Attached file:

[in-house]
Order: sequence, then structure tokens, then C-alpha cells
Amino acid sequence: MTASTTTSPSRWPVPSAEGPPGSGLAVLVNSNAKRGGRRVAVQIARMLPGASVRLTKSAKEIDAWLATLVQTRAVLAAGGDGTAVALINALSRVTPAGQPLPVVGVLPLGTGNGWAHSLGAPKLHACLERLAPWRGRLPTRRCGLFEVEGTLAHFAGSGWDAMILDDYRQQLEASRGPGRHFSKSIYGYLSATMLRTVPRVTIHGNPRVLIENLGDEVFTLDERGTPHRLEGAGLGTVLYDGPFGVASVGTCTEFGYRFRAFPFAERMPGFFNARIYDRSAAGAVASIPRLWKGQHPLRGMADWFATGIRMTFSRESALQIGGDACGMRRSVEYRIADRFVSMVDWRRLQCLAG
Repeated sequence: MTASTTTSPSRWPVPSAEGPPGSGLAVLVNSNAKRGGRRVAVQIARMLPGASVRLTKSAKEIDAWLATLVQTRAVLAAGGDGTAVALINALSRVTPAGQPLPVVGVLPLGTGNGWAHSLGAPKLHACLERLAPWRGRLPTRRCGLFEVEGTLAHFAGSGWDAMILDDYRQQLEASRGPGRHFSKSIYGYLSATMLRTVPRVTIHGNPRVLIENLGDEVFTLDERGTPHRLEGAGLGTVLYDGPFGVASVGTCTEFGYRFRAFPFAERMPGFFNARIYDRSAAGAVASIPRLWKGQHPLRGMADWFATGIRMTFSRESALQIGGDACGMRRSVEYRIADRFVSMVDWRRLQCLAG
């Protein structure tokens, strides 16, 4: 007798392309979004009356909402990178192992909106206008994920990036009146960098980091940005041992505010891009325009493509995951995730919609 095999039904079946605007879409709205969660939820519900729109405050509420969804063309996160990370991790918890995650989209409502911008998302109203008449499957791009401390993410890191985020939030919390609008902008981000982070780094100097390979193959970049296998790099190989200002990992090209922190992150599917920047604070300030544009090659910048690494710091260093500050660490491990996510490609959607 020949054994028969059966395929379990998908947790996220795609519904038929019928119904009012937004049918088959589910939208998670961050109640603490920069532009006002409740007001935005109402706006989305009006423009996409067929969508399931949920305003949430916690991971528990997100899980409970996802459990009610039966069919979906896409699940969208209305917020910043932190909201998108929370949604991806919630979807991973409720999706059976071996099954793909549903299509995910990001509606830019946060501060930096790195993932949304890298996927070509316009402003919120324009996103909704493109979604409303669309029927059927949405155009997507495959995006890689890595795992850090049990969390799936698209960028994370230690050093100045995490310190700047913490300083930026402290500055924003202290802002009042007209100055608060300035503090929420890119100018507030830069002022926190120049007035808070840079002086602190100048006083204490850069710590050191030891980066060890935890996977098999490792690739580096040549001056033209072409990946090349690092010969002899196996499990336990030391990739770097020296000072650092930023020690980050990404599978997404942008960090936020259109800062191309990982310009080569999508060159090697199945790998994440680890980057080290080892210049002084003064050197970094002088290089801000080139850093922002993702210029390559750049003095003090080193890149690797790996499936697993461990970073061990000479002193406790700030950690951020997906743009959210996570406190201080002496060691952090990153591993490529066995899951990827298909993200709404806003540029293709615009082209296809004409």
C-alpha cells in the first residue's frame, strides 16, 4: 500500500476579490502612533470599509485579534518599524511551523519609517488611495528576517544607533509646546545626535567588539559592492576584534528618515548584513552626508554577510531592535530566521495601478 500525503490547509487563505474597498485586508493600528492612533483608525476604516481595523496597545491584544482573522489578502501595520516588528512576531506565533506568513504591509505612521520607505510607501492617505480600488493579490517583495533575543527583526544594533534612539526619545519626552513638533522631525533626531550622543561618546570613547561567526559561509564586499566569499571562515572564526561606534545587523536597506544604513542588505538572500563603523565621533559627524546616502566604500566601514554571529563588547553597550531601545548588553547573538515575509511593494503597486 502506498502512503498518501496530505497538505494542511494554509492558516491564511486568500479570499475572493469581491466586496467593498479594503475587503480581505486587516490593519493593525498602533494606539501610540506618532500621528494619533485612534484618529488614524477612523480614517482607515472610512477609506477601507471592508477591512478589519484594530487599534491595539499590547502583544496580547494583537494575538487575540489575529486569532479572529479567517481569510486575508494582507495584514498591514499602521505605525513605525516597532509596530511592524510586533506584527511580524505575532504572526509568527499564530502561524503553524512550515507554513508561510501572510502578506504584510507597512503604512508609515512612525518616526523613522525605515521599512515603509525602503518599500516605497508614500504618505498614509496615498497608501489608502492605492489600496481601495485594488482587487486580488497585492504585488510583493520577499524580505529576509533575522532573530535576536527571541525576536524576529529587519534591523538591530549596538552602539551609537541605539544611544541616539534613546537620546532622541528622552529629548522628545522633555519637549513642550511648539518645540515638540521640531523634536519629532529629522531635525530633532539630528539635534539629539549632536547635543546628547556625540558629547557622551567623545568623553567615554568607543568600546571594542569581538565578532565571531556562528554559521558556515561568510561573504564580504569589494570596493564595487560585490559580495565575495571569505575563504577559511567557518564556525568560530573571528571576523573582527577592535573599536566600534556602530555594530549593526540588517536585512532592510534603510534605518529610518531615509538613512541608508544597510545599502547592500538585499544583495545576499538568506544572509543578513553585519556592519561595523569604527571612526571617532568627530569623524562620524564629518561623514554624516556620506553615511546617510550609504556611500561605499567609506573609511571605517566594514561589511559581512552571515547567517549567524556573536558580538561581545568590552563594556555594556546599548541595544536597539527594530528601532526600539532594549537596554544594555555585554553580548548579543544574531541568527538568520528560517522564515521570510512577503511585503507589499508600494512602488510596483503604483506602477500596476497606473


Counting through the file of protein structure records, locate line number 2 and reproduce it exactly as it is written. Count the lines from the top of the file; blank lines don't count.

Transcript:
Order: sequence, then structure tokens, then C-alpha cells